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How Do You Know You Have Free Will?

September 7, 2022 | by Rabbi Nechemia Coopersmith

Free will is a pillar of Judaism. Here are three approaches to know that you have agency.

Maimonides, the great philosopher and codifier of Jewish law, clearly states:

Free will is granted to all people. If one desires to turn himself to the path of good and be righteous, the choice is his. Should he desire to turn to the path of evil and be wicked, the choice is his...

This principle is a fundamental concept and pillar on which rests the totality of the Torah and the commandments.  (The Laws of Repentance, 5:1,3)

The foundation of Judaism is that human beings have agency and are responsible for their actions. That’s why God can command you to perform certain actions (positive commandments) and forbid certain actions (negative commandments) and hold you accountable for how you lead your life.

You are not a robot. You are a moral, intelligent being who can overcome your instinctual base desires.

But how do you know that you have free will?

Here are three possible approaches to consider.

1. Accountability

People hold themselves and others accountable for their actions.

You are not a robot. You are a moral, intelligent being who can overcome your instinctual base desires.

Why do you feel terribly guilty when you know you did something wrong? Why do you feel inner pride when you perform an act of kindness that requires real effort? If you don’t have free will, your action ultimately has nothing to do with you. You’re a mere robot programmed to be cruel or good. Guilt and pride don’t enter the equation.

Your shame comes from the awareness that you could have chosen differently and done better. You failed to live up to your standards; that’s on you.

And that shot of pride, empowerment and self-esteem when doing good comes from owning the course of action you took. That’s also on you. You chose it.

You also hold other people accountable for their actions – the teacher who is mistreating your child, the careless driver who hit your car, the store that botched your order. You don’t accept these wrongs as just part of being an involuntary victim in a programmed, predetermined universe. You hold the person responsible for this accountable – because you believe he chose it.

2. Meaning

Viktor Frankl wrote in Man’s Search for Meaning, “Life is never made unbearable by circumstances, but only by lack of meaning and purpose.” Meaning is the human being’s greatest need. It’s the engine behind living a fulfilling life. Therefore, Frankl writes, “The greatest task for any person is to find meaning in his or her life.”

Think of moments in your life when you experienced intense meaning. Think about what gives your life purpose today. What are you living for? What makes it all worthwhile? (These aren’t theoretical questions. Take a few moments and write down your answers. It will make a difference.)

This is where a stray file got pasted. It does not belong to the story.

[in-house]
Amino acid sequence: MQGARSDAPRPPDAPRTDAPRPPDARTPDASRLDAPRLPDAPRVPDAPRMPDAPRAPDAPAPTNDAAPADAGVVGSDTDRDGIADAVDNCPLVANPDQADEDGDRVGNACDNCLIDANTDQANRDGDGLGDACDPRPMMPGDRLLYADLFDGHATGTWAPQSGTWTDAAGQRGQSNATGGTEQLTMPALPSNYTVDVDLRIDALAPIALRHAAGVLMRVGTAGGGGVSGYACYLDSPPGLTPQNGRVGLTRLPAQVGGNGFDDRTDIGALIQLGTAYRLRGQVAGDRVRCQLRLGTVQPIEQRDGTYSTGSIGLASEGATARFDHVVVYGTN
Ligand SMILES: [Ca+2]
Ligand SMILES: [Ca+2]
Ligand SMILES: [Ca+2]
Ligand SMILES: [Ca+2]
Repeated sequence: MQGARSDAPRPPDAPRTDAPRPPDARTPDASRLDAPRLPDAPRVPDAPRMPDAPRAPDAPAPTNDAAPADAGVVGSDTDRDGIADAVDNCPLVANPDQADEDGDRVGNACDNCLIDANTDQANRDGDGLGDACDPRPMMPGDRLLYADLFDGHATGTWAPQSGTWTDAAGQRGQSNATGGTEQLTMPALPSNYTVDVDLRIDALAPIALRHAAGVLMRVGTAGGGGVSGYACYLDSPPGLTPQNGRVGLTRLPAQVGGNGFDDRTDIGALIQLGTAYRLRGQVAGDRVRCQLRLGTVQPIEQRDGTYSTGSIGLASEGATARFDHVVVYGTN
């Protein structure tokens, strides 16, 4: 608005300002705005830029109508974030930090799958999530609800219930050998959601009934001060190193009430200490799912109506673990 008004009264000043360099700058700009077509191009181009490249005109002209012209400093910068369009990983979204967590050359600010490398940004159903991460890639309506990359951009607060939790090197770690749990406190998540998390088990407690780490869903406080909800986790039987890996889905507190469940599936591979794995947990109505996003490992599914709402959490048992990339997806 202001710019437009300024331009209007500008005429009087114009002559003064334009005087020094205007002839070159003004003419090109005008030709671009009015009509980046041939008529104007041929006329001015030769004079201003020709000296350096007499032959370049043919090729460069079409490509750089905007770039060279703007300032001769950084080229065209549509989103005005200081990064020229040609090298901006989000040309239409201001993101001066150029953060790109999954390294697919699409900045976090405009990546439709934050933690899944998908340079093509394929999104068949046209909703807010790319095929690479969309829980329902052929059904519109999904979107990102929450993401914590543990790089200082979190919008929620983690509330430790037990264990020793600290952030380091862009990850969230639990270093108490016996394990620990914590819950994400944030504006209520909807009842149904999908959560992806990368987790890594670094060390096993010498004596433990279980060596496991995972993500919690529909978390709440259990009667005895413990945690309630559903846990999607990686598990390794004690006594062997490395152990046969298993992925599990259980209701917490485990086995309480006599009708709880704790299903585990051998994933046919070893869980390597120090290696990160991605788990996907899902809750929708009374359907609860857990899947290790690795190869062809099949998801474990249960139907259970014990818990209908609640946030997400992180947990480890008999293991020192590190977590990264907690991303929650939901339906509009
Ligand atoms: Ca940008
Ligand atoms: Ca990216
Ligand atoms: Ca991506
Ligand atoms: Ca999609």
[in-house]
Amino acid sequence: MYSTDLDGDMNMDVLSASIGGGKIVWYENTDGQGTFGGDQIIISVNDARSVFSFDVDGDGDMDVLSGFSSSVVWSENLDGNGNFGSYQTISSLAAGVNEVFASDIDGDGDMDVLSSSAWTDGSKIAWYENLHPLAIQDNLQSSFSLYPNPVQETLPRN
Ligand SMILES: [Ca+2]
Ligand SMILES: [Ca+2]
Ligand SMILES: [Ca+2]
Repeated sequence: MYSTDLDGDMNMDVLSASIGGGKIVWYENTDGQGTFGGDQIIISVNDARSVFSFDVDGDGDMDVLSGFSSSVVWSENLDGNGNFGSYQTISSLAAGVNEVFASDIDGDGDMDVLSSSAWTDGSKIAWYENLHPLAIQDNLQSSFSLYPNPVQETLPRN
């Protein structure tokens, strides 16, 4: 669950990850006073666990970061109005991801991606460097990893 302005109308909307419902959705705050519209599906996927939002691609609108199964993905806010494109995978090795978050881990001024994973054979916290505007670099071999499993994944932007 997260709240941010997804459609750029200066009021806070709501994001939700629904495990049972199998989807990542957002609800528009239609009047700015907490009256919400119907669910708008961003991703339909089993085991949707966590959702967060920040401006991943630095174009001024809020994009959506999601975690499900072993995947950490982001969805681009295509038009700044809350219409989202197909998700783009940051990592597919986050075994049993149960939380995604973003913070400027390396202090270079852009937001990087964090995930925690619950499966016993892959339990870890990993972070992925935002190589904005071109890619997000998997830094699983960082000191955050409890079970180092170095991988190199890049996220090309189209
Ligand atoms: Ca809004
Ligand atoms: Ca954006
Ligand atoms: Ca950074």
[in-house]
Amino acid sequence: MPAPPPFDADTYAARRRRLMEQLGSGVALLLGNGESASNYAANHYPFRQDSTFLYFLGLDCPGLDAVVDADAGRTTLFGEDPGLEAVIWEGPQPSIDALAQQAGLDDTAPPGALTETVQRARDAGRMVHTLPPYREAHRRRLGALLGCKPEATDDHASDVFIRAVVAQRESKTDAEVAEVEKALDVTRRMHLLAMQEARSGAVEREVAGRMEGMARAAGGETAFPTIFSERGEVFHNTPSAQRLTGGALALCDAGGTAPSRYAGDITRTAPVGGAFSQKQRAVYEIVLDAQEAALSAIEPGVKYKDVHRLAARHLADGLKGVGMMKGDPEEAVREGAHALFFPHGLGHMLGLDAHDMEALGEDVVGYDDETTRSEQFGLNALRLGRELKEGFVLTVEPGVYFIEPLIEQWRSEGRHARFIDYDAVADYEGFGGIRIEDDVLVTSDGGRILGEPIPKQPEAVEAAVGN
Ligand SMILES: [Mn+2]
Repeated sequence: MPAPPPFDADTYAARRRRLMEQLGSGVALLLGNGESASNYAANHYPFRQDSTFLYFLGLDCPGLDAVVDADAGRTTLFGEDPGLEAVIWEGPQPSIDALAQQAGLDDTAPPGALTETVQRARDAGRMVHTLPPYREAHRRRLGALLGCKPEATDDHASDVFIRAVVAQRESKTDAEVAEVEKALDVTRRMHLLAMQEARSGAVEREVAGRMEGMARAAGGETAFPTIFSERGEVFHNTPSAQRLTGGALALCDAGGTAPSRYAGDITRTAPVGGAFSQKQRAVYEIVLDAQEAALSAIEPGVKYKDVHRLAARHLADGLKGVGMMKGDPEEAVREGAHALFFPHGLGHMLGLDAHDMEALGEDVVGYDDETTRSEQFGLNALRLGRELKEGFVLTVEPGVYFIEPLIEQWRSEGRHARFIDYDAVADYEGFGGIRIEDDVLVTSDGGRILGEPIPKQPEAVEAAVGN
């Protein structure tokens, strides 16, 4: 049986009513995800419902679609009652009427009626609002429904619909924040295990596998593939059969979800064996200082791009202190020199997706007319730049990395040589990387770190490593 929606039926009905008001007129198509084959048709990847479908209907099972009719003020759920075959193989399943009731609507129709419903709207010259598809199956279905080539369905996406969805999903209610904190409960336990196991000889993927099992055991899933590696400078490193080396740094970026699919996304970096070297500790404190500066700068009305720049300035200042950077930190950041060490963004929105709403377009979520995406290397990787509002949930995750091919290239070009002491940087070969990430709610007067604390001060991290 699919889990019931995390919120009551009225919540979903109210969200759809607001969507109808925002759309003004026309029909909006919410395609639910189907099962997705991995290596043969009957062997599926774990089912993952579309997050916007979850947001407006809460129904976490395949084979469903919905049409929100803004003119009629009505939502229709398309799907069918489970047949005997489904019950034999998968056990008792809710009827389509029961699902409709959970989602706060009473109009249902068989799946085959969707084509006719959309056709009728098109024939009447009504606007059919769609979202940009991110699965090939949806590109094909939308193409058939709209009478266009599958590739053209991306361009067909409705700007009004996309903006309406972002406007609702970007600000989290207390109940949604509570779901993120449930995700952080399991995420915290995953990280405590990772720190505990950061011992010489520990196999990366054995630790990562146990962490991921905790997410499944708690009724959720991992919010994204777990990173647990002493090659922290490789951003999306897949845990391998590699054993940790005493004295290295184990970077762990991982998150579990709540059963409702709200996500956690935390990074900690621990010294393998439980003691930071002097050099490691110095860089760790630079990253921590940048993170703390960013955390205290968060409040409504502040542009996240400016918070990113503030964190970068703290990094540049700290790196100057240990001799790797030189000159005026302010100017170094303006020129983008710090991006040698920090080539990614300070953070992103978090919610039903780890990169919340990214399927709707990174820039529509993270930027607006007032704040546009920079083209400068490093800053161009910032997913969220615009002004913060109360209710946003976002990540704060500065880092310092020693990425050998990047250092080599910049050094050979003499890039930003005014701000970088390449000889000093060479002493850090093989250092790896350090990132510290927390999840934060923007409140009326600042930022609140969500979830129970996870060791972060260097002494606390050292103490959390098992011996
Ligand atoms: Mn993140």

Now look over those moments of meaning you’ve experienced. What makes them meaningful? If they are mere result of an automated universe that occurred without your personal investment or agency, why are they meaningful? You have nothing to do with them.

Robots don’t have meaning. They don’t feel good when they do good, create art, or tell their owner, “I love you.”

The meaning you have experienced comes as a result of your free will.

3. Change

Another way you know you have free will is that you have experienced making a free willed decision in your life.

You can overcome your instinct and live differently than an animal. You can change. Proof: You have changed.

It is true that people don’t often actually use their free will; they go with inertia and surrender to a living a mindless life dictated by desire, comfort and the path of least resistance. But think of a time you rose to the challenge and shook off your inertia. You woke up early and went for that run, you overcame your fear and took on a challenge, you quit smoking or drinking, you refused that piece of chocolate cake.

And you felt great, empowered.

You do not have to listen to the inner voice that wants you to throw in the towel and cave into your desires. You can overcome your instinct and live differently than an animal. You can change. Proof: You have changed. As Viktor Frankl wrote in Man’s Search for Meaning, “Every human being has the ability to change at an instant.”

You know you have free will because you have experienced the power of tapping into your free will, moving out of your comfort zone and making a difficult choice.

That is the essence of Judaism’s rallying cry, the one place in the Torah that explicitly mentions free will: “Behold, I have set before you today life and good, death and evil… Choose life!” (Deut. 30:15, 19)

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